Biomechanical validation of upper extremity exercise in wheelchair users: design considerations and improvements in a prototype device
Troy, Karen L.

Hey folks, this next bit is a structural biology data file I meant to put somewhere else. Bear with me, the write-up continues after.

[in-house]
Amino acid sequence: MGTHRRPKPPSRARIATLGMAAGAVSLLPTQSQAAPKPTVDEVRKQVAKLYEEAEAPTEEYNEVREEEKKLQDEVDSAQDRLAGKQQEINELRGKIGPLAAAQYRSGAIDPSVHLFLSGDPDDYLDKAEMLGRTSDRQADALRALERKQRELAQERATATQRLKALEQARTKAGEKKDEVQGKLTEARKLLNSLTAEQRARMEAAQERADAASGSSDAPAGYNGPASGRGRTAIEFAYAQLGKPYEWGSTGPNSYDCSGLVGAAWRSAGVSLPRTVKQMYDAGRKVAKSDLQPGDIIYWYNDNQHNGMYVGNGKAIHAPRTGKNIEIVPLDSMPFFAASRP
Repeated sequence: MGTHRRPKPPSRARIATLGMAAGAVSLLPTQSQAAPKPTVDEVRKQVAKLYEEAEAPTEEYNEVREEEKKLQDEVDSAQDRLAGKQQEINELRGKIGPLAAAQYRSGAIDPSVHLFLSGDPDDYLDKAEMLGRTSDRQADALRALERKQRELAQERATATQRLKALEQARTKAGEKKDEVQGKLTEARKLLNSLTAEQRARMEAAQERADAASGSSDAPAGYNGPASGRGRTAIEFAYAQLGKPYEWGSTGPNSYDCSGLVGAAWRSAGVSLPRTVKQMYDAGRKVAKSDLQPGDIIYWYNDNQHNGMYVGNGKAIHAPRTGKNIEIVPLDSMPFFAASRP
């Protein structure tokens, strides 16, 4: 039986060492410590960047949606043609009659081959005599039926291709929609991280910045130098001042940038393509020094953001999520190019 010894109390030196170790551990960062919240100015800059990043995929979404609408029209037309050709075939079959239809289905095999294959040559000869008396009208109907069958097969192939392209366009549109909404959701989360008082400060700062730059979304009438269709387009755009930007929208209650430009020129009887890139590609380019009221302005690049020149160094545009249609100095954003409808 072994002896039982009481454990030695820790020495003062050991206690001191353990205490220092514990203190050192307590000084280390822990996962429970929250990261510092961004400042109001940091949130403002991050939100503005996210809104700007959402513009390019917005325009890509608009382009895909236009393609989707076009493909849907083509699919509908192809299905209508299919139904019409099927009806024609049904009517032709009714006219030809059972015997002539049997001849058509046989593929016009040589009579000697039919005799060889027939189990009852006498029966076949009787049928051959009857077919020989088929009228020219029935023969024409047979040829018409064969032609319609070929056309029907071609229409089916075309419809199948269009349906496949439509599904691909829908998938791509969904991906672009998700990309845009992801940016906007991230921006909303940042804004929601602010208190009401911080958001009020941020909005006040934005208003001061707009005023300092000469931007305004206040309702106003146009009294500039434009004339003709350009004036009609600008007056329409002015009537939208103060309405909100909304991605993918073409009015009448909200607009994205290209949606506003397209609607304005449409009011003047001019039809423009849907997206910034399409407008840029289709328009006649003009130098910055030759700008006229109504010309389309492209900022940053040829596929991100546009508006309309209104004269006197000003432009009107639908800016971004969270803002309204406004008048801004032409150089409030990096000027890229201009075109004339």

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Purpose: To develop guidelines for proper exercise execution on a novel device and to recommend design changes to the device based on biomechanical data and user feedback. Method: Seven manual wheelchair users were instructed on proper exercise technique with a novel device, which allows a person to complete a seated row. Kinematics and kinetics of the dominant upper limb and trunk were measured with motion capture and electromyography data were collected on select muscles. Results: All subjects were able to exercise on the device with a mean power of 21.3 W (SD 7.1 W). Subjects did not keep the elbows close to the trunk during the drive phase of the row; rather, they moved from mean 75° (SD 12°) shoulder flexion to mean 62° (SD 11°) shoulder abduction. Identified problems included difficulty gripping the hand grips and user stability within the wheelchair. Conclusions: The accessory unit should be adjustable to accommodate a wide range of user sizes and abilities. Proper exercise execution is important to maximize the potential benefit and minimize risk of injury. When executed properly, this exercise may benefit wheelchair users by improving cardiovascular fitness and strengthening muscle groups linked to the reduction of shoulder pain.